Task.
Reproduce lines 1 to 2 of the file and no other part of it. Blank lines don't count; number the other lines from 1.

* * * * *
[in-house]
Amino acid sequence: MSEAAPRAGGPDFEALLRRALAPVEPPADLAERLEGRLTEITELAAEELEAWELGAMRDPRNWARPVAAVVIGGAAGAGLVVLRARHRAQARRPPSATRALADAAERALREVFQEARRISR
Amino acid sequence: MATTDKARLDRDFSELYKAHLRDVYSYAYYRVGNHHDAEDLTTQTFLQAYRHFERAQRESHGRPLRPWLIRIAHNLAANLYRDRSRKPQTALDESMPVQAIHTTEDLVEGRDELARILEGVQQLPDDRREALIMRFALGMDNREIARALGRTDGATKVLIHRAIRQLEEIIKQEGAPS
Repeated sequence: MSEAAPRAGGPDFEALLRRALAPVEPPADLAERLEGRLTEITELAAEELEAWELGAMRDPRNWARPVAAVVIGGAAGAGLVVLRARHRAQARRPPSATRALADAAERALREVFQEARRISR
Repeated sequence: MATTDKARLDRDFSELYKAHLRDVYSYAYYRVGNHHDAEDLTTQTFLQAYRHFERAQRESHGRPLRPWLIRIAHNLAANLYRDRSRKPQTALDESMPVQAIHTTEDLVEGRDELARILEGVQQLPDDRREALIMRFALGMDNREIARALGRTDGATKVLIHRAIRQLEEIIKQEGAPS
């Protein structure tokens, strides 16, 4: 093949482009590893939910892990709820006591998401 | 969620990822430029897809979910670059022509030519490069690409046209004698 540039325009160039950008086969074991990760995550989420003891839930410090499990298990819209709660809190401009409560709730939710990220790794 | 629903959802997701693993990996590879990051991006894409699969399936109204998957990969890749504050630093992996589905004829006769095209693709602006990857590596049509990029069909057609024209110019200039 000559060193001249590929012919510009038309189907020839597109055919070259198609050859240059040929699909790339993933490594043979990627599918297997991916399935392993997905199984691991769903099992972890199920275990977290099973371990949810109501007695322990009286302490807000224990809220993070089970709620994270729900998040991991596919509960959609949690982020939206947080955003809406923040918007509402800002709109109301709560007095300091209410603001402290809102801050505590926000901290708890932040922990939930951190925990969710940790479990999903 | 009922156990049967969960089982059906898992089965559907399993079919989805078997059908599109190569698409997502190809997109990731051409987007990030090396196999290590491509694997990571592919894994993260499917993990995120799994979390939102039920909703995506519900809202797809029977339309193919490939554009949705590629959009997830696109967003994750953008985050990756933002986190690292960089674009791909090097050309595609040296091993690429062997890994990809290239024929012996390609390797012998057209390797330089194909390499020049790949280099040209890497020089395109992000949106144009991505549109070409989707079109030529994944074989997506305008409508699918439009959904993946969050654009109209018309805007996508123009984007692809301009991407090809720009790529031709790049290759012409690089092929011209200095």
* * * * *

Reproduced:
[in-house]
Amino acid sequence: MSEAAPRAGGPDFEALLRRALAPVEPPADLAERLEGRLTEITELAAEELEAWELGAMRDPRNWARPVAAVVIGGAAGAGLVVLRARHRAQARRPPSATRALADAAERALREVFQEARRISR